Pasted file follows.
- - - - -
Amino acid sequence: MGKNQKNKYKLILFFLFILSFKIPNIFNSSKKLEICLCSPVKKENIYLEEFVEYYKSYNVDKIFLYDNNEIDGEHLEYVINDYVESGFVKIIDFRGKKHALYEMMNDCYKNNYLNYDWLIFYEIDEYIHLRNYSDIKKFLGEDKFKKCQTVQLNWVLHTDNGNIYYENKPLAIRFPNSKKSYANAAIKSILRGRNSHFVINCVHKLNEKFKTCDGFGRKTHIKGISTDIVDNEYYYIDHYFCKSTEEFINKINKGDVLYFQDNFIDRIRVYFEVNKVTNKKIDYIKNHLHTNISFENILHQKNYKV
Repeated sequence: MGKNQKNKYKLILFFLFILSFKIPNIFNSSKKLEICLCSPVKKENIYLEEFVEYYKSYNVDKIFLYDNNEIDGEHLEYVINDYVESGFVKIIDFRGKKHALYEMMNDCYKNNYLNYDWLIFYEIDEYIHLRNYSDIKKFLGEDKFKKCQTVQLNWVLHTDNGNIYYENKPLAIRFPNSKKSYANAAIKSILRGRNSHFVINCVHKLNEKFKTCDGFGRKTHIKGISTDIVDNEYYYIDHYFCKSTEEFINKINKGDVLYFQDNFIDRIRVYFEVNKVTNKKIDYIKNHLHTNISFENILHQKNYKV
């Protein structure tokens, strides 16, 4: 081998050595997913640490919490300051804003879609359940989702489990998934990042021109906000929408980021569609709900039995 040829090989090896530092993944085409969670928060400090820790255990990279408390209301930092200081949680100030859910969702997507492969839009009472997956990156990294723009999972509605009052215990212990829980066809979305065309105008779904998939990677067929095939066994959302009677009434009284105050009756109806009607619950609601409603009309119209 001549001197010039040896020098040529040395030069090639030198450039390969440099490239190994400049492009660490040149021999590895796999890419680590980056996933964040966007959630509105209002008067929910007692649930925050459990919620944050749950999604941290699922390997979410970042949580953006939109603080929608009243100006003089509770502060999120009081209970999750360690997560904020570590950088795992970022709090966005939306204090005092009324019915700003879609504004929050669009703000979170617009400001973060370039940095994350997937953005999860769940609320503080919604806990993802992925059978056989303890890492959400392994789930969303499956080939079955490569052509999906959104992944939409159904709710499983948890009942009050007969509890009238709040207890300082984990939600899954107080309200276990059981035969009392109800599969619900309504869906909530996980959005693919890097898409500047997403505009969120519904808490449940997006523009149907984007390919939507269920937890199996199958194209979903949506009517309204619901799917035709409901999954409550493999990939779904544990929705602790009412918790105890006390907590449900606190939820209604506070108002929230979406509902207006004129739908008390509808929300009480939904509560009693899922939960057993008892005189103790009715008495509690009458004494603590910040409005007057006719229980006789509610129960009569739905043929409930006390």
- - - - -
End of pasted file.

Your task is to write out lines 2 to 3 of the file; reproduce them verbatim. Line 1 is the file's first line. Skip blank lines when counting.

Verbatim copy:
Repeated sequence: MGKNQKNKYKLILFFLFILSFKIPNIFNSSKKLEICLCSPVKKENIYLEEFVEYYKSYNVDKIFLYDNNEIDGEHLEYVINDYVESGFVKIIDFRGKKHALYEMMNDCYKNNYLNYDWLIFYEIDEYIHLRNYSDIKKFLGEDKFKKCQTVQLNWVLHTDNGNIYYENKPLAIRFPNSKKSYANAAIKSILRGRNSHFVINCVHKLNEKFKTCDGFGRKTHIKGISTDIVDNEYYYIDHYFCKSTEEFINKINKGDVLYFQDNFIDRIRVYFEVNKVTNKKIDYIKNHLHTNISFENILHQKNYKV
């Protein structure tokens, strides 16, 4: 081998050595997913640490919490300051804003879609359940989702489990998934990042021109906000929408980021569609709900039995 040829090989090896530092993944085409969670928060400090820790255990990279408390209301930092200081949680100030859910969702997507492969839009009472997956990156990294723009999972509605009052215990212990829980066809979305065309105008779904998939990677067929095939066994959302009677009434009284105050009756109806009607619950609601409603009309119209 001549001197010039040896020098040529040395030069090639030198450039390969440099490239190994400049492009660490040149021999590895796999890419680590980056996933964040966007959630509105209002008067929910007692649930925050459990919620944050749950999604941290699922390997979410970042949580953006939109603080929608009243100006003089509770502060999120009081209970999750360690997560904020570590950088795992970022709090966005939306204090005092009324019915700003879609504004929050669009703000979170617009400001973060370039940095994350997937953005999860769940609320503080919604806990993802992925059978056989303890890492959400392994789930969303499956080939079955490569052509999906959104992944939409159904709710499983948890009942009050007969509890009238709040207890300082984990939600899954107080309200276990059981035969009392109800599969619900309504869906909530996980959005693919890097898409500047997403505009969120519904808490449940997006523009149907984007390919939507269920937890199996199958194209979903949506009517309204619901799917035709409901999954409550493999990939779904544990929705602790009412918790105890006390907590449900606190939820209604506070108002929230979406509902207006004129739908008390509808929300009480939904509560009693899922939960057993008892005189103790009715008495509690009458004494603590910040409005007057006719229980006789509610129960009569739905043929409930006390």